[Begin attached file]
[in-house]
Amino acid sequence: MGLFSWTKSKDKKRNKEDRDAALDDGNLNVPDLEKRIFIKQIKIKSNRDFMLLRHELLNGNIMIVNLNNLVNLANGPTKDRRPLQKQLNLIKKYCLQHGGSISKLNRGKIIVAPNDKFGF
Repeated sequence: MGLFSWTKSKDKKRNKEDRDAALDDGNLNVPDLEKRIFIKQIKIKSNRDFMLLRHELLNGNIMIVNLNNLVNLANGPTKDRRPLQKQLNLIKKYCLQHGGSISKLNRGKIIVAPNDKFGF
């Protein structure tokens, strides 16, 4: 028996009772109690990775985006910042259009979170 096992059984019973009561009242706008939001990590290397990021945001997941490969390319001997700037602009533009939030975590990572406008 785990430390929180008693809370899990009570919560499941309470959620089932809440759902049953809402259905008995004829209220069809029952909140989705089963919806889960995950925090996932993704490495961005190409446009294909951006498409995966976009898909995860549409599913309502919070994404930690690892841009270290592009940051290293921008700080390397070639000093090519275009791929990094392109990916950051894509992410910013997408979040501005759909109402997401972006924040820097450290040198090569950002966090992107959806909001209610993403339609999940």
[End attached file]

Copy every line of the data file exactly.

[in-house]
Amino acid sequence: MGLFSWTKSKDKKRNKEDRDAALDDGNLNVPDLEKRIFIKQIKIKSNRDFMLLRHELLNGNIMIVNLNNLVNLANGPTKDRRPLQKQLNLIKKYCLQHGGSISKLNRGKIIVAPNDKFGF
Repeated sequence: MGLFSWTKSKDKKRNKEDRDAALDDGNLNVPDLEKRIFIKQIKIKSNRDFMLLRHELLNGNIMIVNLNNLVNLANGPTKDRRPLQKQLNLIKKYCLQHGGSISKLNRGKIIVAPNDKFGF
């Protein structure tokens, strides 16, 4: 028996009772109690990775985006910042259009979170 096992059984019973009561009242706008939001990590290397990021945001997941490969390319001997700037602009533009939030975590990572406008 785990430390929180008693809370899990009570919560499941309470959620089932809440759902049953809402259905008995004829209220069809029952909140989705089963919806889960995950925090996932993704490495961005190409446009294909951006498409995966976009898909995860549409599913309502919070994404930690690892841009270290592009940051290293921008700080390397070639000093090519275009791929990094392109990916950051894509992410910013997408979040501005759909109402997401972006924040820097450290040198090569950002966090992107959806909001209610993403339609999940």